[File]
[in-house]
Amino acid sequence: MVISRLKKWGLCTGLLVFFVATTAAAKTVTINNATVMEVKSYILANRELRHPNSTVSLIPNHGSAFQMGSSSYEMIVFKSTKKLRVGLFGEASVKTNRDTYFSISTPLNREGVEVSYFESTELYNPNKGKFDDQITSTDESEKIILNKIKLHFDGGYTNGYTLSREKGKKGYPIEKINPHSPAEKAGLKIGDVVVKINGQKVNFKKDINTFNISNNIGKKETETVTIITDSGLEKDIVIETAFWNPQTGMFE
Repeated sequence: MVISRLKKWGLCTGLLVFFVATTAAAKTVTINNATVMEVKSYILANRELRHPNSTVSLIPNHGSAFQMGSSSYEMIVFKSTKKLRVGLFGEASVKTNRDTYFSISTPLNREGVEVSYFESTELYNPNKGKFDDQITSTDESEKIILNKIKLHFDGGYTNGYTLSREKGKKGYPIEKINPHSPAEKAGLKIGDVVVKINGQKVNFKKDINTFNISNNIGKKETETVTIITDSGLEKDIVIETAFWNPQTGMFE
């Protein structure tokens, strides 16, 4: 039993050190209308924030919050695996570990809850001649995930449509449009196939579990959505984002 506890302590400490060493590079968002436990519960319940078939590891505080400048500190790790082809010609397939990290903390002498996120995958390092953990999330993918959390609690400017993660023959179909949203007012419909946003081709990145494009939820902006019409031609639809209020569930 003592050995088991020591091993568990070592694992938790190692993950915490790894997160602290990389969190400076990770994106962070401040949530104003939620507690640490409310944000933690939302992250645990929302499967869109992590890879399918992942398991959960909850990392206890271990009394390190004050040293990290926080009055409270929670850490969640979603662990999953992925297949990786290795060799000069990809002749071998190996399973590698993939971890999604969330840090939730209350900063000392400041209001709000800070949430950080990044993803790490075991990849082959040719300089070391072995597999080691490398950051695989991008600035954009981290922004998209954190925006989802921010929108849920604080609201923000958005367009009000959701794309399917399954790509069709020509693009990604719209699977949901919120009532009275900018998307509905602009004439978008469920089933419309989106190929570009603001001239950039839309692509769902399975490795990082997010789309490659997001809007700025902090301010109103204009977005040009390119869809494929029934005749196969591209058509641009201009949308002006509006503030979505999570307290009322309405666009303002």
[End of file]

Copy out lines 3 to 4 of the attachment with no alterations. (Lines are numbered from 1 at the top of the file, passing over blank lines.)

Repeated sequence: MVISRLKKWGLCTGLLVFFVATTAAAKTVTINNATVMEVKSYILANRELRHPNSTVSLIPNHGSAFQMGSSSYEMIVFKSTKKLRVGLFGEASVKTNRDTYFSISTPLNREGVEVSYFESTELYNPNKGKFDDQITSTDESEKIILNKIKLHFDGGYTNGYTLSREKGKKGYPIEKINPHSPAEKAGLKIGDVVVKINGQKVNFKKDINTFNISNNIGKKETETVTIITDSGLEKDIVIETAFWNPQTGMFE
């Protein structure tokens, strides 16, 4: 039993050190209308924030919050695996570990809850001649995930449509449009196939579990959505984002 506890302590400490060493590079968002436990519960319940078939590891505080400048500190790790082809010609397939990290903390002498996120995958390092953990999330993918959390609690400017993660023959179909949203007012419909946003081709990145494009939820902006019409031609639809209020569930 003592050995088991020591091993568990070592694992938790190692993950915490790894997160602290990389969190400076990770994106962070401040949530104003939620507690640490409310944000933690939302992250645990929302499967869109992590890879399918992942398991959960909850990392206890271990009394390190004050040293990290926080009055409270929670850490969640979603662990999953992925297949990786290795060799000069990809002749071998190996399973590698993939971890999604969330840090939730209350900063000392400041209001709000800070949430950080990044993803790490075991990849082959040719300089070391072995597999080691490398950051695989991008600035954009981290922004998209954190925006989802921010929108849920604080609201923000958005367009009000959701794309399917399954790509069709020509693009990604719209699977949901919120009532009275900018998307509905602009004439978008469920089933419309989106190929570009603001001239950039839309692509769902399975490795990082997010789309490659997001809007700025902090301010109103204009977005040009390119869809494929029934005749196969591209058509641009201009949308002006509006503030979505999570307290009322309405666009303002």